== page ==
Parental Incarceration and Children’s Educational Performance
Murray et al. (2012b) reviewed samples of the Pittsburgh Youth Study; a longitudinal survey of 1009 inner city boys up to 18 years, to investigate any links between parental incarceration and children’s poor academic performance. They also accounted for type of parental incarceration, the age of the child and the parent’s level of antisocial behaviour. This study is important because it prospectively investigated child outcomes from before to after parental incarceration as well as social environments, which few studies have done. Findings indicated that parental incarceration was associated with increases in delinquency but it did not predict poor academic performance, even after controlling for other childhood risk factors (Murray et al. 2012b). The reason that parental incarceration had no effect on educational performance is argued to point towards resilience among affected children. Murray et al. (2012b) did specify however, that effects sizes for poor academic attainment and parental incarceration may be different for short term studies.
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Cho (2009) investigated children whose mothers were incarcerated in state prison compared with children whose mothers were incarcerated in a county jail for 1 week or less (control group) to see the effect of parental incarceration on grade retention rates. Her study was also valid because where possible she minimised selection bias using propensity scores to match control and experimental groups of children (race, gender, age at mothers incarceration and at child outcome and length of incarceration). Cho’s findings indicated that children whose mothers were incarcerated in a state prison facility had lower grade retention rates in the year prior to, during, and immediately after their mother’s incarceration than the comparison group. Surprisingly these findings reveal that parental incarceration may be beneficial for short-term children’s academic outcomes. Also, findings reveal that factors that pre-exist parental incarceration are worth investigating as they too may have an impact on children’s outcomes.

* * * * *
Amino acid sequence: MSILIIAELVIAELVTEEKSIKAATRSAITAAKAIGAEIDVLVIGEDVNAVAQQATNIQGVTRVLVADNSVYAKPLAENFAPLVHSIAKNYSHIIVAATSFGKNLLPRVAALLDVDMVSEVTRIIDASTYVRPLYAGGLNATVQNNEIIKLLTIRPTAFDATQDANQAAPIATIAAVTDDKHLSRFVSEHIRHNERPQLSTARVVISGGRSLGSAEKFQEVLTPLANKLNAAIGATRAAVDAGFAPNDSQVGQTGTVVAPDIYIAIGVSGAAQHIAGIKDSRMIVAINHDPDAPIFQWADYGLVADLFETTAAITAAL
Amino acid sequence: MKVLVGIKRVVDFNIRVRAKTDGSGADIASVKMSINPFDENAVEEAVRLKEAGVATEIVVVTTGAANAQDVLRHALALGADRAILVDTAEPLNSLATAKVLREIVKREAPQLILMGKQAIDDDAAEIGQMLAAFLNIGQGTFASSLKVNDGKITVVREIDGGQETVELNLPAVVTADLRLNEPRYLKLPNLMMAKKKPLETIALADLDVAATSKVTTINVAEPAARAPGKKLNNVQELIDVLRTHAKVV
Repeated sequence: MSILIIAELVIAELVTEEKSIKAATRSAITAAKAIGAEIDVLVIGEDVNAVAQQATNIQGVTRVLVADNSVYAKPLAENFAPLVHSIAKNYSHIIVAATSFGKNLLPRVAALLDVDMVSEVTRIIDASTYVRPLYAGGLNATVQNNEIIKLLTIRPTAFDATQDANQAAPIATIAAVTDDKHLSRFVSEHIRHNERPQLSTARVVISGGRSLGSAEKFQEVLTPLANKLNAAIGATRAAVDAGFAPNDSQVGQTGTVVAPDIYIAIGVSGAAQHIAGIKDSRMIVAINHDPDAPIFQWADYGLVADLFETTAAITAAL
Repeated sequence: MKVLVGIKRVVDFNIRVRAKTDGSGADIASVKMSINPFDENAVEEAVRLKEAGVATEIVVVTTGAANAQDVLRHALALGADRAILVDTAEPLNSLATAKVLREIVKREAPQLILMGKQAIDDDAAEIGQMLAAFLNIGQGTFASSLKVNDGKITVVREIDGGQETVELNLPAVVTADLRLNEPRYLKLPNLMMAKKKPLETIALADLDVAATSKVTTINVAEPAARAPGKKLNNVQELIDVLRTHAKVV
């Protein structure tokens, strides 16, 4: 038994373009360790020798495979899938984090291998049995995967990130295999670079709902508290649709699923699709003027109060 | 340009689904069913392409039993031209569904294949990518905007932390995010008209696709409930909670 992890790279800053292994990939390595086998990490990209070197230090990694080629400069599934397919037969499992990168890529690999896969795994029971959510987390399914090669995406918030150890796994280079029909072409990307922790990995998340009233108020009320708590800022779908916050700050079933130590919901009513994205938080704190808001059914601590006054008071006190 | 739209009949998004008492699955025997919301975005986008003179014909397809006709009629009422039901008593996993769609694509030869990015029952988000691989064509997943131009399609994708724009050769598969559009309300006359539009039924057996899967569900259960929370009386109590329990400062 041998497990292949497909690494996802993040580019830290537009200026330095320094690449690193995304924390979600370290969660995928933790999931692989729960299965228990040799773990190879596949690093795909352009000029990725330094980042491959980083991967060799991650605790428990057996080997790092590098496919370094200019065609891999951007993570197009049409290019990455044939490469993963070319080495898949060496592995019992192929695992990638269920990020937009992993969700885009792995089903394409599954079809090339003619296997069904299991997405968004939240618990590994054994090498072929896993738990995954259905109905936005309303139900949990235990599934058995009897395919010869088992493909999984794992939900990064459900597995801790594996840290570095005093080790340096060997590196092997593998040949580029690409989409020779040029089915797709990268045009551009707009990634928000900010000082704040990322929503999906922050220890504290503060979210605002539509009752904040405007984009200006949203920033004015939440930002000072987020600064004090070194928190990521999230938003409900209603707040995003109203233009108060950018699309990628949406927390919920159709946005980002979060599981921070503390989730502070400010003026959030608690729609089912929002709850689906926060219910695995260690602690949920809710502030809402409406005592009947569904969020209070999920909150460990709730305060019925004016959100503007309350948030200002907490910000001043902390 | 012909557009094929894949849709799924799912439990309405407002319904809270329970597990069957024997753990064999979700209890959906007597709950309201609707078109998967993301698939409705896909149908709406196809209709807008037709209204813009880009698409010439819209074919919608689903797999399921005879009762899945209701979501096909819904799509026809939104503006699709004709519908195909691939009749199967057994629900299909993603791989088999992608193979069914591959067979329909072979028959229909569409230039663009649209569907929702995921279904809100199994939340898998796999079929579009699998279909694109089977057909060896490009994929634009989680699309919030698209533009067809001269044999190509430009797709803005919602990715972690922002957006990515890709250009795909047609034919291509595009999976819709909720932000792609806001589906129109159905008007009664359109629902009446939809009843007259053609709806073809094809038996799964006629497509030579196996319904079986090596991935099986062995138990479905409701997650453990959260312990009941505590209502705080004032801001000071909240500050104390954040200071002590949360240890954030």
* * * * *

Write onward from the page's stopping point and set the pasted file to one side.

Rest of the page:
Another US study by Hagan & Foster (2012) that focussed on paternal incarceration revealed that it led to disrupted families unable to monitor school attendance and nurture levels of children’s school performance. Thus the absence of incarcerated fathers can predict educational failure in children. The reason for this may be increased stress for the remaining caregiver thus affecting the quality of supervision and help with academic life (Vacha & McLaughlin, 1992 cited in Hagan & Foster, 2012). Hagan and Foster’s (2012) results further indicate high levels of paternal incarceration block access to education achievement.
On the other hand, Dallaire et al. (2010), informed by ecological systems theory, carried out a qualitative study where they randomly assigned scenarios to teachers describing a female student whose mother was imprisoned. They also examined teachers’ experiences of these children’s emotional and behavioural adjustment in the classroom. Focus was on maternal incarceration because they believed that it was a greater risk for children than paternal incarceration. They found that the teachers in their experimental treatment group rated these students as less competent than teachers in a control group in which the child’s mother was described as being away for other reasons such as military deployment. Their findings are important to consider because they argue that no empirical research has examined the experiences of children with incarcerated parents in the school setting or with their teachers. More research is required because children of incarcerated parents have poor educational performance and are stigmatised as revealed by Dallaire et al. (2010) study. Other findings revealed that the quality of the care giving situation and the stability of care were the greatest risks to children’s academic achievement cited by these teachers. Teachers also suggested that they felt younger children suffered more and that maternal incarceration had a greater impact than paternal incarceration because of the roles mothers play. Teachers also noted that they had witnessed some teachers stigmatising these children by expecting less from them and that it would be a bad idea to include information about the parent’s incarceration in the child’s permanent record because of possible mishandling of the information. Findings by Dallaire et al. 2010 therefore suggest that it is stigma effects and labelling processes at hand that predict poor educational performance in children rather than the parental incarceration itself. Therefore, environmental factors play a part in how well children of incarcerated parents do in schools.